Hyponatremia

Defined as excess water in relation to sodium level in the extracellular fluid.

Defined as serum Na less than 137 mEq/L. 


Associated with increased morbidity and mortality.  

Mild hyponatremia with serum sodium <135 mmol per liter occurs in 15-22% of hospitalized patients with hyponatremia and in 7% of ambulatory patients.

Moderate hyponatremia with serum sodium <130 mmol per liter occurs in 1-7% of hospitalized patients.

Most common electrolyte abnormality in hospitalized patients.


The most common electrolyte disorder in clinical practice.

In acute hyponatremia, the rapid decrease of serum sodium with an hours induces life-threatening brain swelling, explaining the severe clinical signs of seizures and coma is often seen in these patients.

In chronic hyponatremia, hyponatremia develops over days or weeks  and is characterized by depletion of cerebral osmolytes rather than cerebral volume expansion.

Clinically chronic hyponatremia they vary from acute hyponatremia-like symptoms to almost asymptomatic states.

The neurocognitive and motor performance, and mood stability, are markedly impaired with more profound hyponatremia.

Misleading serum sodium levels-pseudohyponatremia, are most often caused by reduction in plasma water by serum lipids or proteins.

Common in heart failure and is present in approximately 20% of patients admitted with acute heart failure and develops during decongestive treatment in additional 15-25%.

Hyponatremia among patients admitted to the hospital with congestive heart failure is associated with an increased risk for readmission and death.

The inability to correct hyponatremia over the course of hospitalization in patients with congestive heart failure is frequent and independently associated with an increase of approximately 50% in the odds of having the 30 day unplanned readmission or death.

Most frequent cause of hyponatremia, although hyponatremia associated with volume depletion of the extracellular fluid is also common.

High incidence occurs in patients with heart failure, cirrhosis and ascites.

Differentiation of hyponatremia is triggered from decreased effective circulating volume leading to ADH release versus other nonosmotic stimuli leading to the ADH effectf is one of the two first questions in evaluating severe hyponatremia.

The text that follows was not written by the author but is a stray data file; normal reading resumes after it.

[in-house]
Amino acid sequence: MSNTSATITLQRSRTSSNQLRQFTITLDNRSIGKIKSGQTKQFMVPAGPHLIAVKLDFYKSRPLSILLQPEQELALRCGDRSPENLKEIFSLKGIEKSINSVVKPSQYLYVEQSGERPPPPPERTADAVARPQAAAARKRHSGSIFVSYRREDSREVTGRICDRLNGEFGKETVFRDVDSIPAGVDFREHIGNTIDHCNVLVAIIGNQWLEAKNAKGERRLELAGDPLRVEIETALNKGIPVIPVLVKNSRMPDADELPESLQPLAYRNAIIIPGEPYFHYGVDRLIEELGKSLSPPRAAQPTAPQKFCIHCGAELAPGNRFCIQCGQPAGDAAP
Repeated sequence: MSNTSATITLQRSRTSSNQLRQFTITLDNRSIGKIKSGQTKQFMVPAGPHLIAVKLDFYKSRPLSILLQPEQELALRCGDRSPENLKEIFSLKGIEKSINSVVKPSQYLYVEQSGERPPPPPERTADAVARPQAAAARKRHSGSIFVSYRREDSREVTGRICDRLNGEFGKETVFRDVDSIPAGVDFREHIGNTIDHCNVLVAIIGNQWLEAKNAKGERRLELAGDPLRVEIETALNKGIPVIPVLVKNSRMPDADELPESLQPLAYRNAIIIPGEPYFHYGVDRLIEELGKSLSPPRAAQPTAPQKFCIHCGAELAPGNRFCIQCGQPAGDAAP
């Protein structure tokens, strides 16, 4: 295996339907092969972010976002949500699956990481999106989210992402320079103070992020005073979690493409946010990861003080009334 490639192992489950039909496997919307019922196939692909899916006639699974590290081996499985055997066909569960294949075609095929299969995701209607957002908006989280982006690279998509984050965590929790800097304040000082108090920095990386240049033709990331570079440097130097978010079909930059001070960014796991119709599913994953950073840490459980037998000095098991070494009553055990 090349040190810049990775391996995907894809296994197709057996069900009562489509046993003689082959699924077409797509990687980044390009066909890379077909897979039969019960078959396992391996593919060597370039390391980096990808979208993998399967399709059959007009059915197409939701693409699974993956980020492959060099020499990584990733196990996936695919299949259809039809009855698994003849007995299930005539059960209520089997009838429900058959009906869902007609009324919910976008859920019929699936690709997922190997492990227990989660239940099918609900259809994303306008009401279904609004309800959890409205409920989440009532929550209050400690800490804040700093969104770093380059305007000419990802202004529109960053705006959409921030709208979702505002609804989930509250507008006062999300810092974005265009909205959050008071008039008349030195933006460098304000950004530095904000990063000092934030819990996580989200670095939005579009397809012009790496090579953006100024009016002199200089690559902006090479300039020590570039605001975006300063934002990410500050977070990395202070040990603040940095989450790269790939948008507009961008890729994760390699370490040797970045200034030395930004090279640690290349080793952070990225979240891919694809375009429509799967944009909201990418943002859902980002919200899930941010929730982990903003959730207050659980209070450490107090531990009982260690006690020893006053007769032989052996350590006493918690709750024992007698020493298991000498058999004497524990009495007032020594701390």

Hyponatremia with the serum sodium of 138 mEq per liter is associated with increased mortality.

Endogenous in this causes of hyponatremia include heart, renal, and liver failure.

The most important exogenous factor is pharmaceutical drugs such as thiazide diuretics and antidepressants.

Hyponatremia in congestive heart failure or is associated with worse outcomes and increased mortality.

It is an incompletely understood process because of the association with many underlying disease states, it’s causation by multiple etiologies with differing pathophysiology, and marked differences in symptomatology and clinical outcomes based on the acuteness of chronicity of hyponatremia.

Usually classified associated hypovolemic, euvolemic or hypervolemic.

Clinical spectrum ranges from asymptomatic to headache, nausea, confusion, seizures, ataxia, and coma.

Acute severe hyponatremia can cause morbidity and mortality.

Ingestion of excess water rarely causes hyponatremia, as normal kidney function can eliminate up to 20 to 30 L of free water daily.

Develops in the context of an underlying disruption of free water elimination, usually as a result of arginine vasopressin (AVP) release or renal failure.

AVP, also known as antidiuretic hormone, is a peptide hormone produced by the hypothalamus and transported via axons to the posterior pituitary, from which it is released.